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10 February 2016, 11:17
A panel of medical experts believe so.
This is could be an interesting development for mental health care provision.
As reported by Fusion, The U.S. Preventive Services Task Force are a panel of medical experts who provide guidelines on best practice to American doctors. In response to a series of national surveys, which highlighted the difficulties young people face in getting access to treatment for depression, they decided to investigate what could be done to tackle this problem.
One survey suggested that in a nationally representative sample of 6,483 adolescents (13 to 18 years-olds), "half of adolescents with severely impairing mental disorders had never received mental health treatment for their symptoms" It's a disturbing, but perhaps not totally surprising, figure.
The task force has recommended that 12 to 18 year-olds be screened using questionnaires that flag up warning signs. Early identification and treatment could help avoid the long-term effects of depression such as functional impairment, decreased academic performance, troubled relationships with family and friends, as well as other physical and mental health problems and an increase risk of suicide.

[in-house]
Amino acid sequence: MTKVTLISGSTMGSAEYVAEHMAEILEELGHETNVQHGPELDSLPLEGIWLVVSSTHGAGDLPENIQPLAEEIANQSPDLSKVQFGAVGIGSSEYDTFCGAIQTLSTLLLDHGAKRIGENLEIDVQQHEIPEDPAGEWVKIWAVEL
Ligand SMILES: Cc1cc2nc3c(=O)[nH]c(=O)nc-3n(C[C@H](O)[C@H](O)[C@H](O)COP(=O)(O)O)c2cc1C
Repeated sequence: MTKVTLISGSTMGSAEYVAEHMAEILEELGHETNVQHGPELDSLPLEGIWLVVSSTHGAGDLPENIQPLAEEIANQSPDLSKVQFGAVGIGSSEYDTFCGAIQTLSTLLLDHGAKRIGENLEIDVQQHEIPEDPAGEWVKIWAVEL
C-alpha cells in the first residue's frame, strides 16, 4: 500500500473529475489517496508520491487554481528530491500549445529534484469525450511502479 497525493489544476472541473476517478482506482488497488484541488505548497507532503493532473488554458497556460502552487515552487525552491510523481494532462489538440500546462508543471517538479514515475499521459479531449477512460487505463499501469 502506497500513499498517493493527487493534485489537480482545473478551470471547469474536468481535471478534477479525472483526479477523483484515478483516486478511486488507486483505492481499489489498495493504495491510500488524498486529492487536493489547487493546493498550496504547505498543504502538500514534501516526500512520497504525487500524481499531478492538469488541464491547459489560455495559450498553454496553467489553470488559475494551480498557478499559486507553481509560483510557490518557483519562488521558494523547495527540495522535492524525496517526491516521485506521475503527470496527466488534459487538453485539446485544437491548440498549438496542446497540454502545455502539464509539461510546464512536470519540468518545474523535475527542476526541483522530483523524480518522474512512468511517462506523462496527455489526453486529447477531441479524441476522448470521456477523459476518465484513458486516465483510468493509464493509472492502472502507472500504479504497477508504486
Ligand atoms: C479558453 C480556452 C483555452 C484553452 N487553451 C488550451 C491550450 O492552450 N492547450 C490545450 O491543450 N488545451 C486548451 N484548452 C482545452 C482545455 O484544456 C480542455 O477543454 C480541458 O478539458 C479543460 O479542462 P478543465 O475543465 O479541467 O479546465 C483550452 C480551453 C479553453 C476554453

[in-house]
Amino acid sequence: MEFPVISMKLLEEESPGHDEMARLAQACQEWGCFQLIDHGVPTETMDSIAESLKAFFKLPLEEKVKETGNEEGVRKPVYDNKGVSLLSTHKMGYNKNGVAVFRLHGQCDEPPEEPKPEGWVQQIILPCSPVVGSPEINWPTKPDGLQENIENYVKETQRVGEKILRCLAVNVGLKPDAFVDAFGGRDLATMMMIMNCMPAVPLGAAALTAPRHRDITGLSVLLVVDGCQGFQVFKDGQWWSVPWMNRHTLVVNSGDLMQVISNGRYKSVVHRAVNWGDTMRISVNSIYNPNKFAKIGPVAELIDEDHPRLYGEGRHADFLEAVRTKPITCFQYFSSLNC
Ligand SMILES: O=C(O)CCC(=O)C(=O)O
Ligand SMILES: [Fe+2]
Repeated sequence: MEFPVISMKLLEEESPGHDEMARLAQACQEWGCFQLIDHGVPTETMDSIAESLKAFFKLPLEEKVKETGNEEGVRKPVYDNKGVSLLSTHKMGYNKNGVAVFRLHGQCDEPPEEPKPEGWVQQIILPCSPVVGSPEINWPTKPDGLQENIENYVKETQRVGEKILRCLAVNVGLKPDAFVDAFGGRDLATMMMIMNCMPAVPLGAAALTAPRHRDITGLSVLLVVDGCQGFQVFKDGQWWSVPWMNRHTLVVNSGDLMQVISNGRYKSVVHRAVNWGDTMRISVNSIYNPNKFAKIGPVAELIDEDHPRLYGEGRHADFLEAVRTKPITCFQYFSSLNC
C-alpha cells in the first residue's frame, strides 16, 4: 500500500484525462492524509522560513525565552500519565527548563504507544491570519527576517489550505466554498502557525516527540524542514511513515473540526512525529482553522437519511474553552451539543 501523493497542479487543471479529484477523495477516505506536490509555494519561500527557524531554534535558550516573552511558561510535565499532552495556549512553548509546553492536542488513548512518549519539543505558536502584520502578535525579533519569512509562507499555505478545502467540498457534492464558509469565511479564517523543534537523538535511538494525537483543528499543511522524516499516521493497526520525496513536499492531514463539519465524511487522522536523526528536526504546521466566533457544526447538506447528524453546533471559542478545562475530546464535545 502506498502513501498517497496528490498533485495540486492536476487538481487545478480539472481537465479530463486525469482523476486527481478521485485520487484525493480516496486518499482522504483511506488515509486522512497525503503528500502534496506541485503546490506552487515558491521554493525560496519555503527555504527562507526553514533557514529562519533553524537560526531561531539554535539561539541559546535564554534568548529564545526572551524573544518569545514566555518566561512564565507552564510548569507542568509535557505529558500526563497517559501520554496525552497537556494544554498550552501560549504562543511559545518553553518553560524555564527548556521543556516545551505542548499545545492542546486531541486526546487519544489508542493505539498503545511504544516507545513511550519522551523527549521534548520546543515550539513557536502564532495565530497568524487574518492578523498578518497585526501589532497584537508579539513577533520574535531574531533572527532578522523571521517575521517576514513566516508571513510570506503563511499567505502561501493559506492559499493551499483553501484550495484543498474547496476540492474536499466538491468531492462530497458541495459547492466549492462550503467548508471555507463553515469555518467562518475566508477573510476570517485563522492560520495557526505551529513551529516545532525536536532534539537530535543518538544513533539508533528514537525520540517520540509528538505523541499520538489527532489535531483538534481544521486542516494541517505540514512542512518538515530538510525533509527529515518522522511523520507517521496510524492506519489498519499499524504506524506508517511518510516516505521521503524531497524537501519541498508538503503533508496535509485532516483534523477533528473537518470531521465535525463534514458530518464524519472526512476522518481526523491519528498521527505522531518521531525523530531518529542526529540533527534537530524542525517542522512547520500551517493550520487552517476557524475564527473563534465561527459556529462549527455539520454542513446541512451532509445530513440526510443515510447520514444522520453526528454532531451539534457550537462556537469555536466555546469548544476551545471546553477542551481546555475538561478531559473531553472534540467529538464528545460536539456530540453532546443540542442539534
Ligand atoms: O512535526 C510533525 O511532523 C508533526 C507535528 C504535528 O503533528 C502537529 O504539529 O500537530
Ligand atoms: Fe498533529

The report stipulates that doctors should screen both teenagers and adults for depression only if the clinic is equipped able to provide treatment if the patient is diagnosed. Which basically means, don't try to diagnosed them if you can't help them
The problem is this: how many clinics are prepared to deal with a potentially big influx of patients? If the statistics are correct, clinics might see a doubling of the number of patients. We don't have figures about the supply and demand of mental health care provision, but we're confident in assuming that the existing resources are probably fairly limited/stretched already.
We're also slightly sceptical of how reliable a questionnaire can be. Often with depression, people will hide symptoms through fear of embarrassment or social stigma. It's not hard to imagine people lying to get around these tests. Having said that, we'd say this is a welcome start to encouraging a stronger focus on mental heath. It has been ignored for far too long.
What do you think? Are questionnaires for everyone to check for signs of depression a good thing? Let us know in the comments.